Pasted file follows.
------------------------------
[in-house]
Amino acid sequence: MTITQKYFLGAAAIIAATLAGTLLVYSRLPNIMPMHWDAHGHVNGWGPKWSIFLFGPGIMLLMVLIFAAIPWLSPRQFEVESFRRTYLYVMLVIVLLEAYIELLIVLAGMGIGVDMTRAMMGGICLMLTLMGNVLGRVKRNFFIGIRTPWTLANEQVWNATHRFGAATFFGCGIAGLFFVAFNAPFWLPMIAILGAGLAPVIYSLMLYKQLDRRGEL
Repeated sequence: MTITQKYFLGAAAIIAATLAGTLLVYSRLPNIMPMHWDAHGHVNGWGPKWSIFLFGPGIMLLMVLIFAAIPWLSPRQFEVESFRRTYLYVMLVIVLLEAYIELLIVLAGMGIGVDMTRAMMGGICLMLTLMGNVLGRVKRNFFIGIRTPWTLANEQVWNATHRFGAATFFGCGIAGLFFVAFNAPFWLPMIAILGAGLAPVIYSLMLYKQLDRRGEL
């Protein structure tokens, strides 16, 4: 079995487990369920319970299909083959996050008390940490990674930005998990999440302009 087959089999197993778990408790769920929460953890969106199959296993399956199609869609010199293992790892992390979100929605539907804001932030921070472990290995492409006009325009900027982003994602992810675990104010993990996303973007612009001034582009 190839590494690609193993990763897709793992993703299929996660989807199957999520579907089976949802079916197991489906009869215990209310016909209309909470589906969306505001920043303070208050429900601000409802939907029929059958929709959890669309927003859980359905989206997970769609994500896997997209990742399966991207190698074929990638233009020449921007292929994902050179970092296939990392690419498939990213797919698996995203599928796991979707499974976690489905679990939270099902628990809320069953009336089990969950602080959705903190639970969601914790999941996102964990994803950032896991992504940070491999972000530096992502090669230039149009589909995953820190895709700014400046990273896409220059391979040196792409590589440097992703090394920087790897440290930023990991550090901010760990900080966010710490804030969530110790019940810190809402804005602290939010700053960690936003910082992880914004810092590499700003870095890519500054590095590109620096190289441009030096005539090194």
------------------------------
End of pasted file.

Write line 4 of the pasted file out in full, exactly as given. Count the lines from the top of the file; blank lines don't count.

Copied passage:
């Protein structure tokens, strides 16, 4: 079995487990369920319970299909083959996050008390940490990674930005998990999440302009 087959089999197993778990408790769920929460953890969106199959296993399956199609869609010199293992790892992390979100929605539907804001932030921070472990290995492409006009325009900027982003994602992810675990104010993990996303973007612009001034582009 190839590494690609193993990763897709793992993703299929996660989807199957999520579907089976949802079916197991489906009869215990209310016909209309909470589906969306505001920043303070208050429900601000409802939907029929059958929709959890669309927003859980359905989206997970769609994500896997997209990742399966991207190698074929990638233009020449921007292929994902050179970092296939990392690419498939990213797919698996995203599928796991979707499974976690489905679990939270099902628990809320069953009336089990969950602080959705903190639970969601914790999941996102964990994803950032896991992504940070491999972000530096992502090669230039149009589909995953820190895709700014400046990273896409220059391979040196792409590589440097992703090394920087790897440290930023990991550090901010760990900080966010710490804030969530110790019940810190809402804005602290939010700053960690936003910082992880914004810092590499700003870095890519500054590095590109620096190289441009030096005539090194």